Here is a picture frame I just made. It won’t win any awards but I wanted to make one just to learn the process and know how to make a frame to suit the photo as opposed to filling the frame. Making stuff on your own gives you the flexibility to make what you want, customized to your whim.
I like to take photos and find it compromising to try to print out photos to suit a prescribed size of 8×10, 11×14 or 16×20. Photo paper comes in 8-1/2 x 11 and I have some at 13×19. Also, the aspect ratio of cameras themselves are 4:3 or 3:2. Learning to shoot photos, the advice I received was to fill the screen but now I just leave some space around the edges and crop to fit.
Here’s the original photo I took of the Very Large Array in New Mexico. (Here’s a link Very Large Array). The image’s aspect is 3:2. This has been resized to 900 pixels wide to fit on this screen.
Cropping this to a standard 8×10 photo frame this would look something like this:
Or if I wanted to blow it up to a 16×20 frame the photo would look like this:
These standard sizes looked a bit too top-heavy to me. I wanted a more stretched out version of the photo that would heighten the distance covered by the telescopes. This is a Very Large Array, so I wanted to show how large it was.
I cropped the image to 10in x 18in. Here is the same image reduced to size on this screen at 900 pixels x 500 pixels. A quick calc tells me it is a little longer than 16:9, which is a widescreen TV or laptop ratio. It looks right to me.
I printed out the photo on a 13×19 sheet and trimmed it down to 10×18. Then I had to learn how to cut a mat to size and also learn how to cut a pane of glass to size. Lots of learning in one little project.
A friend of mine left me her mat cutter and I gave it a go on some small mat stock. I cut out a mat at 12×20 with about 1-3/8 of a border.
The glass I got out of another picture frame. Cutting it was surprisingly easy. I cut the glass also at 12×20.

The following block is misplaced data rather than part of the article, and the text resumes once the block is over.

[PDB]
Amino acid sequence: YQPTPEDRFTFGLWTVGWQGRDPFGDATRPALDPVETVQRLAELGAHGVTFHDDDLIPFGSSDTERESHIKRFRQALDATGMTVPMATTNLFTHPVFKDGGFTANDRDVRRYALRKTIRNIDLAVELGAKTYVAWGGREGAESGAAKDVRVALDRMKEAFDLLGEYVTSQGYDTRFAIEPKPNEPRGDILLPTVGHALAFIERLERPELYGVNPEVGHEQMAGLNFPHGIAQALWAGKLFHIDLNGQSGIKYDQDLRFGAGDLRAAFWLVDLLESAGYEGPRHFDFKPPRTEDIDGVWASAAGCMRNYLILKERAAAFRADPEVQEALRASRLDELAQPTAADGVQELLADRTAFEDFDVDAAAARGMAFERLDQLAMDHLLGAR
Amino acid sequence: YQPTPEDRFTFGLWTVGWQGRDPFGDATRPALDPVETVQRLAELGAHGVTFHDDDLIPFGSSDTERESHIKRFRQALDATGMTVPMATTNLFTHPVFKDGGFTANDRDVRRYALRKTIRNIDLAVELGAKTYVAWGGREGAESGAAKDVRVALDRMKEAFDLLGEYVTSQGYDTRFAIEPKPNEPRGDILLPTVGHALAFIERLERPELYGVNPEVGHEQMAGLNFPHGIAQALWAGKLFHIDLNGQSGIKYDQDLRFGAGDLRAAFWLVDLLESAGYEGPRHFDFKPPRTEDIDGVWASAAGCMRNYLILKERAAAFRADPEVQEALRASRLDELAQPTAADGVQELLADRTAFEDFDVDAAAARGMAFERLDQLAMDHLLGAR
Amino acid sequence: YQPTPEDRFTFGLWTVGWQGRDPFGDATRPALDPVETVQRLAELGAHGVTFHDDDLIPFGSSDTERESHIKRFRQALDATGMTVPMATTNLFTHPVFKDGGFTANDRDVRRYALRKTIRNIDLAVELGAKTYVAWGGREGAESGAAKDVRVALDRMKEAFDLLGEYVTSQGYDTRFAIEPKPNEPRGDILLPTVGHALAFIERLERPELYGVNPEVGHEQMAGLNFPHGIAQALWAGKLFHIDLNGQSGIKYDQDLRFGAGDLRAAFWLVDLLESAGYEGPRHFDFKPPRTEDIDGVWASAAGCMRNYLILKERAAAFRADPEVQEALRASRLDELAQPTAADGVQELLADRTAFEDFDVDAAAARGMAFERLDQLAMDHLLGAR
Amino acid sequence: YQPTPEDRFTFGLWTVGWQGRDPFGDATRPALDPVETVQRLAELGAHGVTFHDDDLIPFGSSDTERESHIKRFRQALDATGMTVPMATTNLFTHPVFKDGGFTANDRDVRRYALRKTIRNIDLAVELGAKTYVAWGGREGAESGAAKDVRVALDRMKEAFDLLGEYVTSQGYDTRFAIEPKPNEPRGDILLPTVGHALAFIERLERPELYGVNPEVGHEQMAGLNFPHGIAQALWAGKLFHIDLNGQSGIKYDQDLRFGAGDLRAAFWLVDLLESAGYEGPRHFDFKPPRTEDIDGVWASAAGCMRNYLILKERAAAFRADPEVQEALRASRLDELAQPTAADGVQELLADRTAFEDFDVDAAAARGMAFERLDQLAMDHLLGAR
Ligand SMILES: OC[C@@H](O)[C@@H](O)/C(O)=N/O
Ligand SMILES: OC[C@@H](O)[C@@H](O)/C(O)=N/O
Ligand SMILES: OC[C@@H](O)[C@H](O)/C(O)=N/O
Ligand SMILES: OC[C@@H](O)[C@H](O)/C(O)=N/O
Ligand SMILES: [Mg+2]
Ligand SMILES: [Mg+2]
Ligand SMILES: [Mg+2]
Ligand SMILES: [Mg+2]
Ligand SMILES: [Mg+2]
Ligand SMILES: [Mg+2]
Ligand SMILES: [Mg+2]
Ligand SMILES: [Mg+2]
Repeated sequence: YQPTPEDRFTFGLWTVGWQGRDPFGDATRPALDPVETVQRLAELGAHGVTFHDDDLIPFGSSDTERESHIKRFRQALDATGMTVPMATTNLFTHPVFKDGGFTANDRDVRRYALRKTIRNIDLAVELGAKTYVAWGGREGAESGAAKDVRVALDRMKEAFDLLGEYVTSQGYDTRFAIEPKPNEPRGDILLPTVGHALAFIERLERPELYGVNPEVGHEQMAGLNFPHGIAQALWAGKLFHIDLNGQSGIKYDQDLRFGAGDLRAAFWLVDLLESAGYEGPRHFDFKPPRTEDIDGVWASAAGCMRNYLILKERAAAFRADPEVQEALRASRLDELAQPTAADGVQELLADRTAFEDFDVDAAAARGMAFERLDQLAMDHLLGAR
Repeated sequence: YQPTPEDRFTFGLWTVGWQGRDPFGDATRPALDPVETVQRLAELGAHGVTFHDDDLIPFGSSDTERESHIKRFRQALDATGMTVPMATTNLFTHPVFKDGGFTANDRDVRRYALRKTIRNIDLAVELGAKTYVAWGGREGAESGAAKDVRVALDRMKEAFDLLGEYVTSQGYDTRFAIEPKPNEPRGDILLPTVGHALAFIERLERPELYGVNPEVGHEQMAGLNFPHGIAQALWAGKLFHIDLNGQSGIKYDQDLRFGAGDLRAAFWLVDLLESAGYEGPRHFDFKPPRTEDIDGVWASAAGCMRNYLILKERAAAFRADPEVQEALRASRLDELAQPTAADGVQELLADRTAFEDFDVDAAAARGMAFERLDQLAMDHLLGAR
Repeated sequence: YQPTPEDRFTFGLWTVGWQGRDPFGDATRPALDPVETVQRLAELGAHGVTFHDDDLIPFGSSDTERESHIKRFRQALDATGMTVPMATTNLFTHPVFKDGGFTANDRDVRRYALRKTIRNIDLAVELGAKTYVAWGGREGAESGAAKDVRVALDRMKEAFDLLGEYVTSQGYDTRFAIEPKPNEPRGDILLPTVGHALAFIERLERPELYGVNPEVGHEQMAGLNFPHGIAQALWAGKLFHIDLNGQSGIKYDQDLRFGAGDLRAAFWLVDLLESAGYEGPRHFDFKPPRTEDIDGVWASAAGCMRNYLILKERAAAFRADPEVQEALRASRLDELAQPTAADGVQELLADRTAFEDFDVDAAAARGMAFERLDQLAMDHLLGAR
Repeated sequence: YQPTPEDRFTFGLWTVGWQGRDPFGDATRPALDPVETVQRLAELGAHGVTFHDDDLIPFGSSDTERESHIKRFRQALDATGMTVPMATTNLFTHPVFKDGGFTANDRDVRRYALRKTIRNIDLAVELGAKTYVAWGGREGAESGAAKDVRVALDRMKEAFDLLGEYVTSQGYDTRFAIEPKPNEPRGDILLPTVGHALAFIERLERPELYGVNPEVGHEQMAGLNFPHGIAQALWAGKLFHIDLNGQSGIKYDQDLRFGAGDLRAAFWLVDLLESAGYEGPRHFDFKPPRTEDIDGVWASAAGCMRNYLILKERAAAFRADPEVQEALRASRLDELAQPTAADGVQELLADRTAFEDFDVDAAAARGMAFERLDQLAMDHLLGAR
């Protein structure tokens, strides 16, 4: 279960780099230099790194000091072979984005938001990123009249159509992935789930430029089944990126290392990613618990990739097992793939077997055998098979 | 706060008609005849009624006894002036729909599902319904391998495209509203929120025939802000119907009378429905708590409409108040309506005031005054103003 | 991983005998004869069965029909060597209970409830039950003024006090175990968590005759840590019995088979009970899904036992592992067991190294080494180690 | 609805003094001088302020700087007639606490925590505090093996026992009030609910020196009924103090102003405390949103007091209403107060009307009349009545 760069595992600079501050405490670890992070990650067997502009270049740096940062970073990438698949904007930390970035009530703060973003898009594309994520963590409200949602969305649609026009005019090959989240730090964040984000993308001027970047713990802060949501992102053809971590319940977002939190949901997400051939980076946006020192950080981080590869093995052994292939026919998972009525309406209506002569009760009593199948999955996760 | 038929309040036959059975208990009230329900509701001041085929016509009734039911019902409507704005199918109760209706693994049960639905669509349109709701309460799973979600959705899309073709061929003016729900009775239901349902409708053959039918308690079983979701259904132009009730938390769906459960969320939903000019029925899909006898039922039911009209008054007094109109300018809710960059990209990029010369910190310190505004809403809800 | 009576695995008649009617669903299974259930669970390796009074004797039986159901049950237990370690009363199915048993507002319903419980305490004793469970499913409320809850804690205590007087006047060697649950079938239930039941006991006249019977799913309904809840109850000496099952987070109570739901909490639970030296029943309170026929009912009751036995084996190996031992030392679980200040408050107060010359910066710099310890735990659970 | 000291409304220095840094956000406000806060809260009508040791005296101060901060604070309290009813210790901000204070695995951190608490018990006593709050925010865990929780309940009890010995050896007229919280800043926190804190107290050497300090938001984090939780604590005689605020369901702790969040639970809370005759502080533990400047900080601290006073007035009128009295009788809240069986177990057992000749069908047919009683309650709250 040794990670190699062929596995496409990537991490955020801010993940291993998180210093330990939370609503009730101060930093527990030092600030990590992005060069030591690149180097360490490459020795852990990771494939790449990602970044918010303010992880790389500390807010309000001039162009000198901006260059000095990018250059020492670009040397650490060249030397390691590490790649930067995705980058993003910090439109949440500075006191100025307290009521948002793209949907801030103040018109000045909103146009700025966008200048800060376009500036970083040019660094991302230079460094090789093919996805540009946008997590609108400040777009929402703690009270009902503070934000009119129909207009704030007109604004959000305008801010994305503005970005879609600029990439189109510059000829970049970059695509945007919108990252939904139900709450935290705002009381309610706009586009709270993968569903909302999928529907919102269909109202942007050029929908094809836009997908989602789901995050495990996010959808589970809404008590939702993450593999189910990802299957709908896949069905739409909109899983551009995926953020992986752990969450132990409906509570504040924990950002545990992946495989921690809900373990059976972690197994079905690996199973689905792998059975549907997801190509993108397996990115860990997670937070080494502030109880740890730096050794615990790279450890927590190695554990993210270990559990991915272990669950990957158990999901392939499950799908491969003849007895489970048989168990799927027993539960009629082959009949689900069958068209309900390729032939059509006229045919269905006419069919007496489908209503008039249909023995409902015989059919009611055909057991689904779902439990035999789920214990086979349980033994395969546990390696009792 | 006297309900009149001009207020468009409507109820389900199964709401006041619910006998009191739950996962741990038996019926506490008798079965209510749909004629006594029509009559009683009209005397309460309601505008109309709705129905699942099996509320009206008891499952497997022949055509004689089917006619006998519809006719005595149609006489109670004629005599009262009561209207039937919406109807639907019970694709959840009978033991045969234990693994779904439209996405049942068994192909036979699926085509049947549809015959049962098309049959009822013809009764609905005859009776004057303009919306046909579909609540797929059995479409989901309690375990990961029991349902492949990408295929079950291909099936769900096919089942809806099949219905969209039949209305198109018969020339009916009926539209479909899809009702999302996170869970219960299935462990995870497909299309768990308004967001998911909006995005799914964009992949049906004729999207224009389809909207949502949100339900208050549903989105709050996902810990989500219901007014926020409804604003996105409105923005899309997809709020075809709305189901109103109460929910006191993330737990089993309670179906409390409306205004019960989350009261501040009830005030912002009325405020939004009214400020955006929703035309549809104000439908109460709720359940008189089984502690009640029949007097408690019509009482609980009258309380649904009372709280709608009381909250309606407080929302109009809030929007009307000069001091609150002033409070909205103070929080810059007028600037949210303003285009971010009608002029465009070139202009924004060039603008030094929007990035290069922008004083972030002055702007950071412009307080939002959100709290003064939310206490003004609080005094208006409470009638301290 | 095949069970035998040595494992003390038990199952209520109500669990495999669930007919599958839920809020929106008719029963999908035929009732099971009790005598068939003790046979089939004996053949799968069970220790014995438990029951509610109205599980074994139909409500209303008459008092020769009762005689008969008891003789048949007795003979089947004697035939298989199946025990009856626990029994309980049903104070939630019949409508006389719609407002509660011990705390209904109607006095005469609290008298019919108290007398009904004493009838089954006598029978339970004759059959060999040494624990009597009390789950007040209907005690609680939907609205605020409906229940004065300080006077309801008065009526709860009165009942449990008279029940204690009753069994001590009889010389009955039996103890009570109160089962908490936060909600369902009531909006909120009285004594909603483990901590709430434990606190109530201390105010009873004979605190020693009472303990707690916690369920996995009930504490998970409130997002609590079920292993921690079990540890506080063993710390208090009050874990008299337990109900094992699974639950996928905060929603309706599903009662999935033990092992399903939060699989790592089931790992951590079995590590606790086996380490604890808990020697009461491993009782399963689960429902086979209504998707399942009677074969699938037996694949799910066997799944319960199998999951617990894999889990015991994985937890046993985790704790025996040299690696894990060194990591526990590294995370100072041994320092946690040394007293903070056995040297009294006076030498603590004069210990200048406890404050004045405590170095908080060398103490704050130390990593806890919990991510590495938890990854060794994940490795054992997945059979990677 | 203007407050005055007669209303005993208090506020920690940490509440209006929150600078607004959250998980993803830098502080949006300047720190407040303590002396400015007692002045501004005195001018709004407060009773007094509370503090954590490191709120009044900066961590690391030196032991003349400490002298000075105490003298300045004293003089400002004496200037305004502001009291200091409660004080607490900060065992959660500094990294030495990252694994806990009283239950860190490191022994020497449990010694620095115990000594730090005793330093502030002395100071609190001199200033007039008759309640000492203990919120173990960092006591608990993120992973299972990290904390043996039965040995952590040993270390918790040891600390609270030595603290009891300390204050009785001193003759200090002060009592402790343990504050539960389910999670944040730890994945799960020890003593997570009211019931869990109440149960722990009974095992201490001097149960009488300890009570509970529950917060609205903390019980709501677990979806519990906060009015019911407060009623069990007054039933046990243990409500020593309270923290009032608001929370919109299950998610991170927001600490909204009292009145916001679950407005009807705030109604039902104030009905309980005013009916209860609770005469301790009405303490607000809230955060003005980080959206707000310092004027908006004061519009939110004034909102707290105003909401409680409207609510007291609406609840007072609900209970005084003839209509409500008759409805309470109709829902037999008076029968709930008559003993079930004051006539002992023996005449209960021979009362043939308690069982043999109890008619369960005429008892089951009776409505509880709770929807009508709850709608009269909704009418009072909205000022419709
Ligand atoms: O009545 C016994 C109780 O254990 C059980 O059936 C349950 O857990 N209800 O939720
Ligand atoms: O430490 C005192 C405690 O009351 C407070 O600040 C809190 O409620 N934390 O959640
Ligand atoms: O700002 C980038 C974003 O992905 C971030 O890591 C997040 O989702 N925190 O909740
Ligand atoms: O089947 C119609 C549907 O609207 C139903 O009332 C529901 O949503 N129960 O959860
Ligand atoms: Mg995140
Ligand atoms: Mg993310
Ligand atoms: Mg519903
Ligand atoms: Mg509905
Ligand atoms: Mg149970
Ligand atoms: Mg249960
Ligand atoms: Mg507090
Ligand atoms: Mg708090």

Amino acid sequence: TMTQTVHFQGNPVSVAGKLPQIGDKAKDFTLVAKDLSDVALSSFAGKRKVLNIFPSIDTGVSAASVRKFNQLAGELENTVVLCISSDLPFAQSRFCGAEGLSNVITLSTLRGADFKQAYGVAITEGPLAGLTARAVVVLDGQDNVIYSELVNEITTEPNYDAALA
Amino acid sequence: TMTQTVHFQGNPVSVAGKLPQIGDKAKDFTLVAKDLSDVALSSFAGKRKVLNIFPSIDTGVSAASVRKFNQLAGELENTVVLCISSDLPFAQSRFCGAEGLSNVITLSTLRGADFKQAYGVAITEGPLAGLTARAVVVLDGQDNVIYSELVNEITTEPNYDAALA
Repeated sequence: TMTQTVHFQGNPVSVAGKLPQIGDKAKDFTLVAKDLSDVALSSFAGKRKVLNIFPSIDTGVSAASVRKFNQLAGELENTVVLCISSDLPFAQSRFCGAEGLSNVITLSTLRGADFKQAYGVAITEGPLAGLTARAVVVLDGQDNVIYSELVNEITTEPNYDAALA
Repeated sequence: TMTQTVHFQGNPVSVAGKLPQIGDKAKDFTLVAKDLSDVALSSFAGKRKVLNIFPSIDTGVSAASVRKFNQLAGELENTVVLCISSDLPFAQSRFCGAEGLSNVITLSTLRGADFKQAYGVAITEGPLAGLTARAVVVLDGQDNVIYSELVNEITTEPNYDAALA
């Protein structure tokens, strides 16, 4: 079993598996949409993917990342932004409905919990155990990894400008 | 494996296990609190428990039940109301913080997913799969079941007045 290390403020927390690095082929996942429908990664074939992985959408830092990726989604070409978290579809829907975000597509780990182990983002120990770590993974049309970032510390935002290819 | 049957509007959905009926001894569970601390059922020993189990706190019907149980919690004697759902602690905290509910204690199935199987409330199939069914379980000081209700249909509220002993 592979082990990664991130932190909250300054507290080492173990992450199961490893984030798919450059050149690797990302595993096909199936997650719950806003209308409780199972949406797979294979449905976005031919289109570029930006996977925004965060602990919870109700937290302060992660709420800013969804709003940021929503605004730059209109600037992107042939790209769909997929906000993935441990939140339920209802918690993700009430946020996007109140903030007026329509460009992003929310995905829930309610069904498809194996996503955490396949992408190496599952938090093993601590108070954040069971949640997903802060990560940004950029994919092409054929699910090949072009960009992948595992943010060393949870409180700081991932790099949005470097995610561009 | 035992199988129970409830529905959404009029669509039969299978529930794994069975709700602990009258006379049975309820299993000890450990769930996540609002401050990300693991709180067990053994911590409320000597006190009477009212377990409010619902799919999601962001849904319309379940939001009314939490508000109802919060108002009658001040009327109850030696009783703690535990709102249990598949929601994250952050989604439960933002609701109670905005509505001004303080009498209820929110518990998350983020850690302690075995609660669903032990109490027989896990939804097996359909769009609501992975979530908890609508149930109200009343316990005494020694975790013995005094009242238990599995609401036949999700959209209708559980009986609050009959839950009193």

So, that being done, I had to figure out how to make a custom frame.
I ripped up some scrap pine and cut rebates along the length. Each piece was cut to length and cut 45 degree angles on each end.
I also modified a shooting board I had made by adding a 45 degree angle fence to augment the 90 degree fence it already had. This was something I needed to do anyways, so I figured no time like the present.
I used the 45 degree fence to trim the ends of the frame segments.
With the corners trued up, I glued the joints and followed Paul Sellers’ method of cutting in splines while the joint is gluing up. This has the handy benefit of being a method of joinery that doesn’t rely on clamps to hold the lot together.
With 2 corners done I then joined the remaining corners.
With everything all glued up, I trimmed off the excesses from the splines and then planed the faces and edges etc. I also filled the holes and dings on the pine and then sanded the lot smooth.
I then set the frame on the finishing booth: a cardboard sheet with some carpet strips to keep the object off the surface. I gave the frame coat of shellac and then gave it a couple of coats of latex.
With the lot done, I sandwiched the frame with the mat and photo. I added a sheet of cardboard to the back and nailed the lot secure with some pins that I had.
I’m pretty pleased with the result and will likely do more. Now I can make a frame to suit the photo as opposed to cramming a photo into a prescribed size.